As winter turns to spring and the first flowers come into bloom, Americans are beginning to think about yard maintenance again and how to prepare for a summer of outdoor activities. Now, before the busy season starts, landscape professionals should take some time to talk to their clients about their satisfaction with their lawns last year and educate them on ways to potentially improve the outcome this year.
These conversations are the perfect opportunity to address several key issues:
Lawn health last year. Discuss your clients’ experiences with their lawns the previous season. Were there problem spots due to site conditions such as uneven soil quality or varying sun exposure that could require soil amendments or different seed varieties? Was the lawn wear-resistant enough to tolerate the client’s typical level of use, or might the lawn need to be overseeded with a more resilient type of grass? Was the irrigation system dialed in, or will a tune-up be required later in the spring? Was the fertilization program effective, or should the timing or type of fertilizer be adjusted.
Lawn maintenance services beyond mowing and irrigation. Based on the results of the above discussion, you can explain the value of and rationale behind some additional spring lawn revitalization measures that your clients may want to consider. For example, it might be time for dethatching to allow water, air and nutrients to penetrate the soil better and to help keep issues such as root rot, pests, fungal growth and drought stress from developing. An older or heavily trafficked lawn may need aerification to overcome compaction and improve drainage, especially if you’re planning to overseed. Overseeding could be a good idea if the lawn is thin or has bare spots that need to be revitalized, as spring planting can allow the grass to develop a strong root system and be well established before summer weeds start to take hold.
Watering practices. If your clients are handling their own lawn irrigation, spring is a good time for a refresher on best practices. Many homeowners overwater their grass, which wastes resources and money — and can even be detrimental to the lawn over the long term. Most cool-season grasses need only about an inch of water a week during the summer, and it’s much better to water deeply once or twice a week rather than lightly every day. When water penetrates farther into the root zone, the plants develop deeper and stronger roots; and allowing the soil to dry out between waterings improves air circulation in the soil and discourages the growth of pathogens. You can also suggest ways to minimize the loss of water to evaporation: watering during the cooler hours of the early morning or evening, using a sprinkler that delivers large drops of water close to the ground rather than releasing a fine mist into the air, and (if clients are mowing their own lawns) keeping the grass a bit longer during the summer to shade the roots and soil surface.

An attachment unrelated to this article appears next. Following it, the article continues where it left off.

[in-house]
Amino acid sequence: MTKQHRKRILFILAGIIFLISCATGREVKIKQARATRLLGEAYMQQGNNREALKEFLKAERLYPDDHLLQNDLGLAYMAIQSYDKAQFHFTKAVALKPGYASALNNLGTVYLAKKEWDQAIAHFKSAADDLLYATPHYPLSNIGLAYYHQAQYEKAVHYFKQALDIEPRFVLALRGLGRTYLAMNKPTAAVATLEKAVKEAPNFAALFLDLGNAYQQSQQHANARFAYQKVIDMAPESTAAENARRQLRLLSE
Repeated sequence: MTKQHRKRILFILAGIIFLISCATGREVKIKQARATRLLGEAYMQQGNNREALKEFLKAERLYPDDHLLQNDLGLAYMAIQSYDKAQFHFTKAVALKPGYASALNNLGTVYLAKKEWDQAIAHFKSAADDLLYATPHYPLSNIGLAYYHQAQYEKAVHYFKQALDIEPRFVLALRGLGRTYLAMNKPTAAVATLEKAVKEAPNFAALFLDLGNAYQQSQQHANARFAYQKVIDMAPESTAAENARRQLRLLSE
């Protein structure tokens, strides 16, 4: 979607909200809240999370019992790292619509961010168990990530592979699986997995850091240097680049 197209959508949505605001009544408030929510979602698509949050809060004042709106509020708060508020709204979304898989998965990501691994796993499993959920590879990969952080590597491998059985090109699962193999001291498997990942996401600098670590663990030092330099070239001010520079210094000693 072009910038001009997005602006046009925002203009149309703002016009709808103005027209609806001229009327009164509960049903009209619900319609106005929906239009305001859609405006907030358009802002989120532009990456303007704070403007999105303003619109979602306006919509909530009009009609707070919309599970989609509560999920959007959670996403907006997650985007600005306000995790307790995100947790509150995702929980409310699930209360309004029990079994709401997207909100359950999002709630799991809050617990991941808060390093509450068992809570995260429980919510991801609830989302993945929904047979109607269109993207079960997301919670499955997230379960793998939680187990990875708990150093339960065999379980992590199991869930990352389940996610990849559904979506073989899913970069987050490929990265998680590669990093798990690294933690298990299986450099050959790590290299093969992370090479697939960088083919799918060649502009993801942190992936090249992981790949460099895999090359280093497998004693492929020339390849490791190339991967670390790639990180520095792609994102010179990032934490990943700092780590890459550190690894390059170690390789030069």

Turfgrass is highly resilient if the right variety is chosen for the local conditions, but a little extra TLC — beyond just proper watering and mowing — can go a long way toward creating a lush green lawn. And spring is the perfect time to educate your clients about the additional ways in which you can create value by revitalizing their lawns and making sure their grass is on the road to long-term health.
Bryan Ostlund is executive director of Grass Seed USA, a national coalition of grass seed farmers and academic turf specialists that seeks to inform and educate residential and commercial customers about the benefits of grass and best practices for responsibly growing and maintaining healthy turf. For more information, visitwww.weseedamerica.com or follow @WeSeedAmerica on Facebook and Twitter.